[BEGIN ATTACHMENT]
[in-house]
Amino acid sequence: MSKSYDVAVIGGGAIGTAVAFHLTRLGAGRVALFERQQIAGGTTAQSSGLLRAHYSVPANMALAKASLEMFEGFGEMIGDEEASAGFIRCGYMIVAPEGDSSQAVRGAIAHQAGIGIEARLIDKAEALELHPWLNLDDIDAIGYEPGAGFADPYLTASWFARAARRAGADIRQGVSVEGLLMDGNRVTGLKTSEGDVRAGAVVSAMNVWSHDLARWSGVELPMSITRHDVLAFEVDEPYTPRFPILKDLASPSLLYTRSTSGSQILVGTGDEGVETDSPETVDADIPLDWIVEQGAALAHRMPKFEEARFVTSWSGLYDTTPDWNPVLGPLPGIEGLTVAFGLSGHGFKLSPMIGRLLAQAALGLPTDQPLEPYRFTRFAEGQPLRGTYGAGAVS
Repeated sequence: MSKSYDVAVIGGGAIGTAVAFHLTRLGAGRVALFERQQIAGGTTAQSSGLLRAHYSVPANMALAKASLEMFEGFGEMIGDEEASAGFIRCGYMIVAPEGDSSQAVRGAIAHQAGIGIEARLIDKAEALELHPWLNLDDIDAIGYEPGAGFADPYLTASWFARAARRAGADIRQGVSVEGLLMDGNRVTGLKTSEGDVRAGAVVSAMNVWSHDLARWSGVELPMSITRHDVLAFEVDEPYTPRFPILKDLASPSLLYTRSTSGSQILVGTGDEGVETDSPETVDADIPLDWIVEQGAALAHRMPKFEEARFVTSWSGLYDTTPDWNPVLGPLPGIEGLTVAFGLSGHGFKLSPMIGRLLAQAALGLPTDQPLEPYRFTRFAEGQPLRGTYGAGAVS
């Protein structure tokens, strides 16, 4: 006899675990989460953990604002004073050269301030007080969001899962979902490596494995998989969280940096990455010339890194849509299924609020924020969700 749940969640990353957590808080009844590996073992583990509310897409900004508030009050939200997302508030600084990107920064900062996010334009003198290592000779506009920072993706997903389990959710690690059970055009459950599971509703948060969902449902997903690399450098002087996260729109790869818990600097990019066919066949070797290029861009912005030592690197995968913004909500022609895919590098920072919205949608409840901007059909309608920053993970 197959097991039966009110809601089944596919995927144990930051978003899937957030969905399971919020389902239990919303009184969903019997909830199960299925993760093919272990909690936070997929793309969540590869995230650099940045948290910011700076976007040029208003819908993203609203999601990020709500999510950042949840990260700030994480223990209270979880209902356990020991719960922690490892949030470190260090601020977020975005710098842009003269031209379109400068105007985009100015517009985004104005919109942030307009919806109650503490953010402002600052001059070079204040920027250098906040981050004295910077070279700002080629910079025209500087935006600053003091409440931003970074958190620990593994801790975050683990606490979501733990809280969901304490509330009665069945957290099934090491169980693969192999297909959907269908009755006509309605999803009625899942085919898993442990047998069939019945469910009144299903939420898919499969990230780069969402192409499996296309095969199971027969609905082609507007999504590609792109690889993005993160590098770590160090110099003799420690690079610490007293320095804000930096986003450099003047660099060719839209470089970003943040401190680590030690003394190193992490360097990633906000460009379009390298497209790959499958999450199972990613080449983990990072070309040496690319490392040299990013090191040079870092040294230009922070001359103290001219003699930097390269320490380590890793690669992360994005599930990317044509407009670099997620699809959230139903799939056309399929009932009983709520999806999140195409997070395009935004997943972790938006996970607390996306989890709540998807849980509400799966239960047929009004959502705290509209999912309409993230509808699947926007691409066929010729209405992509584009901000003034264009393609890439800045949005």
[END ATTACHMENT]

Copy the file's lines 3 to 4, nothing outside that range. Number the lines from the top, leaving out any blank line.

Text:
Repeated sequence: MSKSYDVAVIGGGAIGTAVAFHLTRLGAGRVALFERQQIAGGTTAQSSGLLRAHYSVPANMALAKASLEMFEGFGEMIGDEEASAGFIRCGYMIVAPEGDSSQAVRGAIAHQAGIGIEARLIDKAEALELHPWLNLDDIDAIGYEPGAGFADPYLTASWFARAARRAGADIRQGVSVEGLLMDGNRVTGLKTSEGDVRAGAVVSAMNVWSHDLARWSGVELPMSITRHDVLAFEVDEPYTPRFPILKDLASPSLLYTRSTSGSQILVGTGDEGVETDSPETVDADIPLDWIVEQGAALAHRMPKFEEARFVTSWSGLYDTTPDWNPVLGPLPGIEGLTVAFGLSGHGFKLSPMIGRLLAQAALGLPTDQPLEPYRFTRFAEGQPLRGTYGAGAVS
């Protein structure tokens, strides 16, 4: 006899675990989460953990604002004073050269301030007080969001899962979902490596494995998989969280940096990455010339890194849509299924609020924020969700 749940969640990353957590808080009844590996073992583990509310897409900004508030009050939200997302508030600084990107920064900062996010334009003198290592000779506009920072993706997903389990959710690690059970055009459950599971509703948060969902449902997903690399450098002087996260729109790869818990600097990019066919066949070797290029861009912005030592690197995968913004909500022609895919590098920072919205949608409840901007059909309608920053993970 197959097991039966009110809601089944596919995927144990930051978003899937957030969905399971919020389902239990919303009184969903019997909830199960299925993760093919272990909690936070997929793309969540590869995230650099940045948290910011700076976007040029208003819908993203609203999601990020709500999510950042949840990260700030994480223990209270979880209902356990020991719960922690490892949030470190260090601020977020975005710098842009003269031209379109400068105007985009100015517009985004104005919109942030307009919806109650503490953010402002600052001059070079204040920027250098906040981050004295910077070279700002080629910079025209500087935006600053003091409440931003970074958190620990593994801790975050683990606490979501733990809280969901304490509330009665069945957290099934090491169980693969192999297909959907269908009755006509309605999803009625899942085919898993442990047998069939019945469910009144299903939420898919499969990230780069969402192409499996296309095969199971027969609905082609507007999504590609792109690889993005993160590098770590160090110099003799420690690079610490007293320095804000930096986003450099003047660099060719839209470089970003943040401190680590030690003394190193992490360097990633906000460009379009390298497209790959499958999450199972990613080449983990990072070309040496690319490392040299990013090191040079870092040294230009922070001359103290001219003699930097390269320490380590890793690669992360994005599930990317044509407009670099997620699809959230139903799939056309399929009932009983709520999806999140195409997070395009935004997943972790938006996970607390996306989890709540998807849980509400799966239960047929009004959502705290509209999912309409993230509808699947926007691409066929010729209405992509584009901000003034264009393609890439800045949005």